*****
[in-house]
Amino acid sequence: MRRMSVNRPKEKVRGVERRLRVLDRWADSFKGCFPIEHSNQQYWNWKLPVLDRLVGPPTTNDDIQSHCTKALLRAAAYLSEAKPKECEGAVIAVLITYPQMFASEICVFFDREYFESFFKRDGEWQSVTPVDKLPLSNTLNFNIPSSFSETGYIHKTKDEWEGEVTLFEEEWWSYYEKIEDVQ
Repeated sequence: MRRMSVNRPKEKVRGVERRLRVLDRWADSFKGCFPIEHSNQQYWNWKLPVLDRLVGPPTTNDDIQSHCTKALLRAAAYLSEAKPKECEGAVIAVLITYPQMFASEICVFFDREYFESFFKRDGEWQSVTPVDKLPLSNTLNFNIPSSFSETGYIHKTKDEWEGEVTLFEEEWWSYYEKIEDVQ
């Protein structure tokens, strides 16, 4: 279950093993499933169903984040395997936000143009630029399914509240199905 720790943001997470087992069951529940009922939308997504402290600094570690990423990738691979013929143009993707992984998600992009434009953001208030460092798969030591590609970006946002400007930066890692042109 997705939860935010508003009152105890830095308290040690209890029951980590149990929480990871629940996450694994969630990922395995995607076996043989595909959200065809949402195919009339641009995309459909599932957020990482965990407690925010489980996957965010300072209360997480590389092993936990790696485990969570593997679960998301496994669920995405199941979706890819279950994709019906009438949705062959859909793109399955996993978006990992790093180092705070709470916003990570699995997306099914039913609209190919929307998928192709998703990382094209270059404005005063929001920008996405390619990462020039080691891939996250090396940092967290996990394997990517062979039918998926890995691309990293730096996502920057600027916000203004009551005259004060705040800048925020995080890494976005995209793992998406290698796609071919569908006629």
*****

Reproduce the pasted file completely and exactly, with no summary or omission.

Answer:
[in-house]
Amino acid sequence: MRRMSVNRPKEKVRGVERRLRVLDRWADSFKGCFPIEHSNQQYWNWKLPVLDRLVGPPTTNDDIQSHCTKALLRAAAYLSEAKPKECEGAVIAVLITYPQMFASEICVFFDREYFESFFKRDGEWQSVTPVDKLPLSNTLNFNIPSSFSETGYIHKTKDEWEGEVTLFEEEWWSYYEKIEDVQ
Repeated sequence: MRRMSVNRPKEKVRGVERRLRVLDRWADSFKGCFPIEHSNQQYWNWKLPVLDRLVGPPTTNDDIQSHCTKALLRAAAYLSEAKPKECEGAVIAVLITYPQMFASEICVFFDREYFESFFKRDGEWQSVTPVDKLPLSNTLNFNIPSSFSETGYIHKTKDEWEGEVTLFEEEWWSYYEKIEDVQ
């Protein structure tokens, strides 16, 4: 279950093993499933169903984040395997936000143009630029399914509240199905 720790943001997470087992069951529940009922939308997504402290600094570690990423990738691979013929143009993707992984998600992009434009953001208030460092798969030591590609970006946002400007930066890692042109 997705939860935010508003009152105890830095308290040690209890029951980590149990929480990871629940996450694994969630990922395995995607076996043989595909959200065809949402195919009339641009995309459909599932957020990482965990407690925010489980996957965010300072209360997480590389092993936990790696485990969570593997679960998301496994669920995405199941979706890819279950994709019906009438949705062959859909793109399955996993978006990992790093180092705070709470916003990570699995997306099914039913609209190919929307998928192709998703990382094209270059404005005063929001920008996405390619990462020039080691891939996250090396940092967290996990394997990517062979039918998926890995691309990293730096996502920057600027916000203004009551005259004060705040800048925020995080890494976005995209793992998406290698796609071919569908006629």